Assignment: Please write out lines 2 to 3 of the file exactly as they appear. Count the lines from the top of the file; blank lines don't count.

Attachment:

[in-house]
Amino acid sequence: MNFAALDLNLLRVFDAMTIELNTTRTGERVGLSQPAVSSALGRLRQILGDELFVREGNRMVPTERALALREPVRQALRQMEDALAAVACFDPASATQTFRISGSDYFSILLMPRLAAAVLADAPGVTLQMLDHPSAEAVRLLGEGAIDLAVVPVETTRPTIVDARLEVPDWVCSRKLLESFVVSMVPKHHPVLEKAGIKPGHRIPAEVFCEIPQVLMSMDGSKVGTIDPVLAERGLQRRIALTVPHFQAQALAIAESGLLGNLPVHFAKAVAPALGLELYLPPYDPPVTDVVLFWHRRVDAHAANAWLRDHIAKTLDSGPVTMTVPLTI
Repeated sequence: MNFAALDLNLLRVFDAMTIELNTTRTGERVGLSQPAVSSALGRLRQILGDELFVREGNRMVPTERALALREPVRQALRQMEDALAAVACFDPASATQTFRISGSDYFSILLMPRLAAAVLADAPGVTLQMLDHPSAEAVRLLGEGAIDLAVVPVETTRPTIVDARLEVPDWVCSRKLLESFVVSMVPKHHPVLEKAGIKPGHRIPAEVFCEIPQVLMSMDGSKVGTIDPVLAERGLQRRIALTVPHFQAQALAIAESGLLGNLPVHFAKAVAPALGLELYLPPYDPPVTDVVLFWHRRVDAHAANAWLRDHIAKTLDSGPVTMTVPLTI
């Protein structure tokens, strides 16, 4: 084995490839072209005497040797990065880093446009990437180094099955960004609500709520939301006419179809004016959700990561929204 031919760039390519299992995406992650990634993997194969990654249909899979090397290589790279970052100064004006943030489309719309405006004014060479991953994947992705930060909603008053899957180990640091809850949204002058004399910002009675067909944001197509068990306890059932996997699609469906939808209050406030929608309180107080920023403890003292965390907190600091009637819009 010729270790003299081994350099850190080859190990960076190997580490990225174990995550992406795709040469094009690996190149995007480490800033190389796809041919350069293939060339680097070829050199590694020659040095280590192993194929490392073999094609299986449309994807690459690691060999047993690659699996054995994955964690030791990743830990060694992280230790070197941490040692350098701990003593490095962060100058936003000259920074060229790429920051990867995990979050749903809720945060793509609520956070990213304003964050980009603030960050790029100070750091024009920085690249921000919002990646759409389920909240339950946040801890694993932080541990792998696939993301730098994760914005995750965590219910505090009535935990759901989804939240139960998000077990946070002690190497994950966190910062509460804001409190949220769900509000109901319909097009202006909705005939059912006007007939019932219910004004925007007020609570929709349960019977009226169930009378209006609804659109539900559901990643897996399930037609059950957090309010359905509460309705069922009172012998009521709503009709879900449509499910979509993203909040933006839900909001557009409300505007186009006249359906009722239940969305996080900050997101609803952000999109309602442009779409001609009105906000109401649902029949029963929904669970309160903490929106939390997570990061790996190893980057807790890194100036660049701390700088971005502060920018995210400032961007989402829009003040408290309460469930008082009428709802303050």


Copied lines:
Amino acid sequence: MNFAALDLNLLRVFDAMTIELNTTRTGERVGLSQPAVSSALGRLRQILGDELFVREGNRMVPTERALALREPVRQALRQMEDALAAVACFDPASATQTFRISGSDYFSILLMPRLAAAVLADAPGVTLQMLDHPSAEAVRLLGEGAIDLAVVPVETTRPTIVDARLEVPDWVCSRKLLESFVVSMVPKHHPVLEKAGIKPGHRIPAEVFCEIPQVLMSMDGSKVGTIDPVLAERGLQRRIALTVPHFQAQALAIAESGLLGNLPVHFAKAVAPALGLELYLPPYDPPVTDVVLFWHRRVDAHAANAWLRDHIAKTLDSGPVTMTVPLTI
Repeated sequence: MNFAALDLNLLRVFDAMTIELNTTRTGERVGLSQPAVSSALGRLRQILGDELFVREGNRMVPTERALALREPVRQALRQMEDALAAVACFDPASATQTFRISGSDYFSILLMPRLAAAVLADAPGVTLQMLDHPSAEAVRLLGEGAIDLAVVPVETTRPTIVDARLEVPDWVCSRKLLESFVVSMVPKHHPVLEKAGIKPGHRIPAEVFCEIPQVLMSMDGSKVGTIDPVLAERGLQRRIALTVPHFQAQALAIAESGLLGNLPVHFAKAVAPALGLELYLPPYDPPVTDVVLFWHRRVDAHAANAWLRDHIAKTLDSGPVTMTVPLTI